Objectivity is Oliver Stone's virtue. Surprisingly, Stone, an extreme left-winger, directs a fair recount of the life of President George W. Bush in "W.," a biographical film that provides both insight and depth into a figure we are quick to mock. Despite the balanced portrayal, "W." lacks as much as George Bush does in brain cells. The highly anticipated film disappointedly becomes too sloppy and lengthy for true enjoyment. Although casting and acting are superb, "W." simply fails to deliver.
Thirty sixth grade Takoma Park Middle School (TPMS) students and adults got sick at the annual Outdoor Education field trip to Summit Lake from Sept. 15 - 17. Twenty-seven students, along with two staff members and one parent chaperone, became ill at the retreat, according to a letter sent home on Sept. 17 by Takoma Park Middle School Principal Renay Johnson.
After a turbulent and chaotic television season distinguished by countless cancellations, dooming delays and screwed-up story-lines (thank you, writers), the industry has finally moved on with the show. Regrettably, most of our lives are still held up in high school (and not the glamorous "Gossip Girl" kind of place), and many will have to face the delicate dilemma of balancing dreaded homework with fall television premieres: what to do, watch the premiere of "Grey's Anatomy" or write that pesky English paper due the following day? Fortunately for those going back and forth, Silver Chips Online is here with a preview of the fall's hottest television shows - including the essential information on all of last season's cliff-hangers, upcoming guest stars and the confusing plot lines. We'll tell you everything you need to plan out your TV-viewing schedule and premiere parties.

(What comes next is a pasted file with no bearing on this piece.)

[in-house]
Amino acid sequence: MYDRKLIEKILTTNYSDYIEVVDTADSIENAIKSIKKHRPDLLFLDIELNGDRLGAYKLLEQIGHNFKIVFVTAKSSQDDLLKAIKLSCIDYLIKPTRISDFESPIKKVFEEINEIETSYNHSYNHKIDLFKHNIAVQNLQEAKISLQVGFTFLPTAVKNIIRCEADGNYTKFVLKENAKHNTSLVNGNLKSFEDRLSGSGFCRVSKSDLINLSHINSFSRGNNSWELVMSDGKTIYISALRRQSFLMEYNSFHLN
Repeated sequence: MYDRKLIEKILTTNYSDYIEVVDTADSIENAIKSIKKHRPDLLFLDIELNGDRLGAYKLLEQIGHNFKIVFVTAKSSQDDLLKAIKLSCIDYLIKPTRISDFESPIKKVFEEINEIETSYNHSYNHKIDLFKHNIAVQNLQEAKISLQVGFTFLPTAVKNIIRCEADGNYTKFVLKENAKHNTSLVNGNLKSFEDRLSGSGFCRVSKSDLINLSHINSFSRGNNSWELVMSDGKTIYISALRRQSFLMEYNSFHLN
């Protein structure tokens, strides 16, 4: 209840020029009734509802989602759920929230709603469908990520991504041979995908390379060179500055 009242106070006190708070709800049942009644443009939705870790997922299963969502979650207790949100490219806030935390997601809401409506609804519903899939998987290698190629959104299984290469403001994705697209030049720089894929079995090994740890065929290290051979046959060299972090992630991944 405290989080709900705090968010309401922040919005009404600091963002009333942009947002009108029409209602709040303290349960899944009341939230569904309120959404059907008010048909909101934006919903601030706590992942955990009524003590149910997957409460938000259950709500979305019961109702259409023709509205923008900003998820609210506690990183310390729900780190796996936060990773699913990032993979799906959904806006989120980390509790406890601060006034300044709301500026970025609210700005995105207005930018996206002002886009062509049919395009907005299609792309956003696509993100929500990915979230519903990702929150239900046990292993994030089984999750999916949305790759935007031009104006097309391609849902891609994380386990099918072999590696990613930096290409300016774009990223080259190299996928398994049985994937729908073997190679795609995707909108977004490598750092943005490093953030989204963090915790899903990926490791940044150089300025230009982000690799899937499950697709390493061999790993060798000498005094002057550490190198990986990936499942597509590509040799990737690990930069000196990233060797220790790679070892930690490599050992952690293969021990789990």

French soldier Adam Carey lies on the floor, face calm, eyes closed and mouth shut. His body is limp and lifeless, around his corpse a battle rages. Suddenly the scene changes, Carey pops opens his eyes and quickly feels his way off the stage.
Senior Jonathan Gootenberg won a gold medal by placing 21st in the gold division at the 19th annual International Biology Olympiad (IBO), held in Mumbai, India from July 13 to July 20.
Margaret Jessell may not be a teenager, but she still plays Truth/Dare, hosts murder-mystery parties and goes to R.E.M. concerts with her friends. A petite woman with piercing blue eyes, Jessell seems solemn and very serious. But in reality, she is the complete opposite. "Oh, I'm mean and uptight," she jokingly describes her personality. Then, cracking up at her joke, Jessell reveals the hidden goofy and outgoing side that her students, children and friends have the privilege to see.
After Ang Lee's flop with 2003's "The Hulk," director Louis Leterrier's "The Incredible Hulk" is back with a vengeance. "The Incredible Hulk" provides a breath of fresh air, and is altogether stronger, faster and more furious than its old self – but still not quite incredible.
Pour cheesecake filling on top of the crust.
Mold the crust with your fingers, making sure the crumbs stick closely to the side of the pie plate.
After letting the cheesecake sit, smoothly spread the topping on the surface.
The end result: mouth-watering cheesecake!
Mix graham cracker crumbs in a blender for the crust.
The cheesecake is now ready for the oven!
Blend sour cream, vanilla and sugar for the topping of the cheesecake.
Sophomore Lyndsay Rini, who will play the lead role in "Driving Captain Morgan," reviews the movie's script.
Fold the sides into the middle, forming an envelope-like shape.
Roll the spring roll sheet, including the filling, twice towards the opposite side of the sheet.
Place spring rolls into baking container. Bake in the oven, and enjoy!
Napa cabbage, ground pork and spring roll sheets are the main ingredients for the healthy baked spring rolls.
Continue rolling the sheet across.
Stir-fry the cabbage with the well-cooked pork in a pan.
Place pork-cabbage filling onto a spring roll sheet.
AP Psychology teacher Margaret Jessell smiles for a picture in her classroom.